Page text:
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Fighting For the Falls: Talking Trash

Credit John Lee
Trash making its way down Roland Run, a tributary of the Jones Falls.

  When Barbara Johnson, a water quality scientist with Blue Water Baltimore, makes her way down the Jones Falls for her monthly water quality check, she doesn’t see much in the way of trash. That is until she checks Roland Run, a tributary of the Jones Falls, just north of Lake Roland. 


“You see your plastic bottles, plastic bags, and styrofoam,” Johnson said.




They are stuck on fallen trees and debris that have made a log jam for the trash, just below a bridge on Circle Road. It’s fairly rural. But Roland Run snakes its way south from Lutherville and Timonium, which is likely where a lot of the trash is coming from.


“Anything that you see that goes into a storm drain empties into the streams,” Johnson said. “We have a saying where we say, ‘Our streets are our streams,’ and it kind of is.


Any litter in the watershed eventually will make its way to the Falls, which is the Inner Harbor’s largest tributary. 


Each year, tons of trash makes its way down the Jones Falls to the Inner Harbor. But before the Falls empties its trash into the Harbor, there is a line of defense. 


Mr. Trash Wheel is stationed at the mouth of the Jones Falls, between the Marriott and Pier 6. It runs on solar and hydro power. Booms funnel the trash from the Jones Falls into Mr. Trash Wheel’s “mouth.” He scoops it up with rakes and a conveyor belt, and sticks it in a dumpster. He’s famous for his googly eyes and regular tweets and you can check out his webcam.


Adam Lindquist, director of the Healthy Harbor Initiative for Waterfront Partnership of Baltimore which operates the trash wheel, said Mr. Trash Wheel has collected more than 1,000 tons of trash and debris from the falls in the last four years.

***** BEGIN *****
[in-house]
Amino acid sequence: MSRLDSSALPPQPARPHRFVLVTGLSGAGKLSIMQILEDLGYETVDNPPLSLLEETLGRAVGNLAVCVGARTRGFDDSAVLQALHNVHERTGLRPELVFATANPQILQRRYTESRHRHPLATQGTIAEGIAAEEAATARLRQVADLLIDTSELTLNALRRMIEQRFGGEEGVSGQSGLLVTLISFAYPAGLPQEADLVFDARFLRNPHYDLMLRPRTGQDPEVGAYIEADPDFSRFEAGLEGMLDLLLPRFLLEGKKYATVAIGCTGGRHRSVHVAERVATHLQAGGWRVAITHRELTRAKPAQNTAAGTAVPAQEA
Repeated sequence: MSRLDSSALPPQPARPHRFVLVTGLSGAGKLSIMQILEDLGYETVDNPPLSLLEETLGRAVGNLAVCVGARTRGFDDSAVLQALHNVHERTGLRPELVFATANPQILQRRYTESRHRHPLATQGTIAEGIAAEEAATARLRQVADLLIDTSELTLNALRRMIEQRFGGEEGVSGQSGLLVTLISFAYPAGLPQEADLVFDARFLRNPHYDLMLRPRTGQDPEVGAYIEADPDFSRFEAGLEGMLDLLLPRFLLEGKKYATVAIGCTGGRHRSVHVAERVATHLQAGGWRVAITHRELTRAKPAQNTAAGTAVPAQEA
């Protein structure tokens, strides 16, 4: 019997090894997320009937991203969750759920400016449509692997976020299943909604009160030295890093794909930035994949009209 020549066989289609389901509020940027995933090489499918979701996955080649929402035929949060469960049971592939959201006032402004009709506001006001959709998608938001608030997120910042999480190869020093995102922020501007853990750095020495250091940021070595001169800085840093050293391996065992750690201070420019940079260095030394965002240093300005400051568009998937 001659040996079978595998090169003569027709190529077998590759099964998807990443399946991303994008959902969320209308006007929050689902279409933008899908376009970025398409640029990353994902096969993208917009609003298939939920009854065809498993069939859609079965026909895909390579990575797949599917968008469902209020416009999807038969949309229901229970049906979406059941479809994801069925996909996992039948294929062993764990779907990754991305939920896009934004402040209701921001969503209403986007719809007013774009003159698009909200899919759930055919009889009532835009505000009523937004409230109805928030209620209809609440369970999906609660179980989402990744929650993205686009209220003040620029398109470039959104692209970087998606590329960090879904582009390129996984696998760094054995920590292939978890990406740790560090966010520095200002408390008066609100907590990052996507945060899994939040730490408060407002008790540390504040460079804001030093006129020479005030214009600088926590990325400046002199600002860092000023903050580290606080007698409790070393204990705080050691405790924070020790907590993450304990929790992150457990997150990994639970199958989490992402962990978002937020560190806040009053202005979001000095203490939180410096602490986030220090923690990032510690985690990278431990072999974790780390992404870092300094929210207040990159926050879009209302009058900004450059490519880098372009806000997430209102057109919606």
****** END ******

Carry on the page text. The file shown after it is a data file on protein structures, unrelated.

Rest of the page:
“People come to Mr. Trash Wheel because he’s funny and silly and gross,” Lindquist said. “But while they’re enjoying him as an entertainment personality, they’re also learning about the environment and thinking about their own actions and what they could do to clean up the Baltimore harbor and the Jones Falls.”


And here are some of the things you can do. Use trash cans, for crying out loud, not the sidewalk or the gutter. 


To help with flooding, create a rain garden on your property. The rain stays in your yard and soaks into the ground, rather than runs off. Trees suck up water. Trees anywhere in the watershed help, so plant a tree or two. 


As for pollution, when you wash your car, do it on grass so the sudsy water soaks into the ground, rather than runs down the storm drain. And don’t use flushable wipes or pour cooking grease down the drain. They just clog up the system.


Environmentalists are pushing for a swimmable, fishable Inner Harbor in two years, once the city’s main sewage overflows are eliminated. 


That may be a bit optimistic, but for it to happen at all, University of Baltimore environmental science professor Stan Kemp says the Jones Falls is the key.


“You can’t have a clean Inner Harbor without a clean Jones Falls,” Kemp said.


A clean Jones Falls from Owings Mills, to Lake Roland, to downtown.


John Lee is a reporter for WYPR covering Baltimore County. @JohnWesleyLee2
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